Unlike California’s booming tech industry, which has its own home base in Silicon Valley, New York’s technology community has led a mainly nomadic existence. That, however, is about to change as a new 254,000-square-foot facility is in the works and expected to break ground in 2018.
This massive workspace, dubbed “14th @ Irving,” will act as a central point for both technology training and networking while helping fresh startups get off the ground. Educational organizations like General Assembly and Coalition for Queens will work with tech innovation center Civic Hall to recruit young talent and teach essential skills required for the information technology industry.
Information technology is a vast and varied field, encompassing hundreds of different types of jobs from software development, to network administration, to web design. At the rate technology is advancing these days, there’s no doubt that these job markets will only continue to grow. Right now, for instance, 87% of businesses are operating in the the cloud, a resource that didn’t even exist until about a decade ago. Now cloud equipment is expected to be worth over $79 billion by next year.
“The idea is to create a fully integrated innovation hub at the crossroads of New York City’s central innovation district that would allow all New Yorkers to develop digital skills and engage,” said Andrew Rasiej, Civic Hall founder and CEO.
According to Deputy Mayor Alicia Glen, business leaders are experiencing a lack of skilled workers to fill their open tech positions. Glen and Rasiej both hope to see these jobs filled by local talent.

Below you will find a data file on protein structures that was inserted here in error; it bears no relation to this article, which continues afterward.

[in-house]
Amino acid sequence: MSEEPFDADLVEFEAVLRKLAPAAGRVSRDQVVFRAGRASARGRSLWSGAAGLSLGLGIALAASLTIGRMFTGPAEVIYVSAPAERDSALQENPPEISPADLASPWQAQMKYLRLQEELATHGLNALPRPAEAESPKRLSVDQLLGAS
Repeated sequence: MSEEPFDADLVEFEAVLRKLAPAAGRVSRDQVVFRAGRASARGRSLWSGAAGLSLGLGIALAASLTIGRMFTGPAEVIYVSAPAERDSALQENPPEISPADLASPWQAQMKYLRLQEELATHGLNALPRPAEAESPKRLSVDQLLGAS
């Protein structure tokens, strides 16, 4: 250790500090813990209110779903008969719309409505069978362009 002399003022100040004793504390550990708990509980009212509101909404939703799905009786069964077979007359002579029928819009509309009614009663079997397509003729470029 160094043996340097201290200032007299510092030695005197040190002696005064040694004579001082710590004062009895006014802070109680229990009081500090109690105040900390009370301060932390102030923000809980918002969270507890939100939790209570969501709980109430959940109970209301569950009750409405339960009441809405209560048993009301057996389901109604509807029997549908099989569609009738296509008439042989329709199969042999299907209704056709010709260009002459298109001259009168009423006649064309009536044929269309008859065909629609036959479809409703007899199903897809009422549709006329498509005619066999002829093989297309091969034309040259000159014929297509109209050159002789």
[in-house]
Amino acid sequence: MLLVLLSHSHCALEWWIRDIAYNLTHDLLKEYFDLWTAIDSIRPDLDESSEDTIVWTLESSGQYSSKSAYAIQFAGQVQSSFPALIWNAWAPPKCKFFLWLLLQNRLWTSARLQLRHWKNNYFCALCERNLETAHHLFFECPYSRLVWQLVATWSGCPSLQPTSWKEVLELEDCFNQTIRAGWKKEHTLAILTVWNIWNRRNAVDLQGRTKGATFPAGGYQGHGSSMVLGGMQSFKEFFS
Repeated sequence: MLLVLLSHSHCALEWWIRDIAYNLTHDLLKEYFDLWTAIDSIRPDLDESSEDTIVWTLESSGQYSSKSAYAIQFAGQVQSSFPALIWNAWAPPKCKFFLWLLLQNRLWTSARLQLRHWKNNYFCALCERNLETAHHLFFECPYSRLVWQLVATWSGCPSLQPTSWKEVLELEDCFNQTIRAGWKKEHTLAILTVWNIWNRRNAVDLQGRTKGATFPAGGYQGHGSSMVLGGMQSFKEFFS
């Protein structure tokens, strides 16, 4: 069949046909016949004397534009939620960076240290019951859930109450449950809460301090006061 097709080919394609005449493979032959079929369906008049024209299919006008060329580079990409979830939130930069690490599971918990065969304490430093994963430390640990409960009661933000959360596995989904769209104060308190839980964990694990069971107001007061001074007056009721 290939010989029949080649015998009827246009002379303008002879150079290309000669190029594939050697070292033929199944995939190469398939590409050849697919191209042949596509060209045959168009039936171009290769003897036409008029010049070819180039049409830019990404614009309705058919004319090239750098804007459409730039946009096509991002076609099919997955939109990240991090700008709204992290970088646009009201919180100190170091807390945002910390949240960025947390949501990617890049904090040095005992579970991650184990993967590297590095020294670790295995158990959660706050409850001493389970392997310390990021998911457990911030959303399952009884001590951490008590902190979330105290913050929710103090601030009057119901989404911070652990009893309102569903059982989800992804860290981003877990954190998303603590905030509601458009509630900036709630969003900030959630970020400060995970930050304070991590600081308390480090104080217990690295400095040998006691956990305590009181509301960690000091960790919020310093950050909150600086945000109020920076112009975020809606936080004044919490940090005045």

“There are a lot of great kids at Harvard, but there are really great kids at Queens College,” said Glen. “If we can make sure [local students] have not just technical skills, but can get in the door at Etsy, at Goldman, at Facebook — they’re going to perform.”
She went on to add that investments like 14th @ Irving are “not only good for business but good for the kids who are here and deserve a chance.”
The facility will include classrooms and meeting spaces on lower floors as well as office space for young companies to occupy across the dozen or so higher floors. New York-based startup food and beverage vendors will occupy the street-level space.
Tech industry professionals predict that up to 50% of the country’s conference rooms will be video enabled by the year 2020, but it’s probably safe to say that this facility will already be equipped with this tech and more.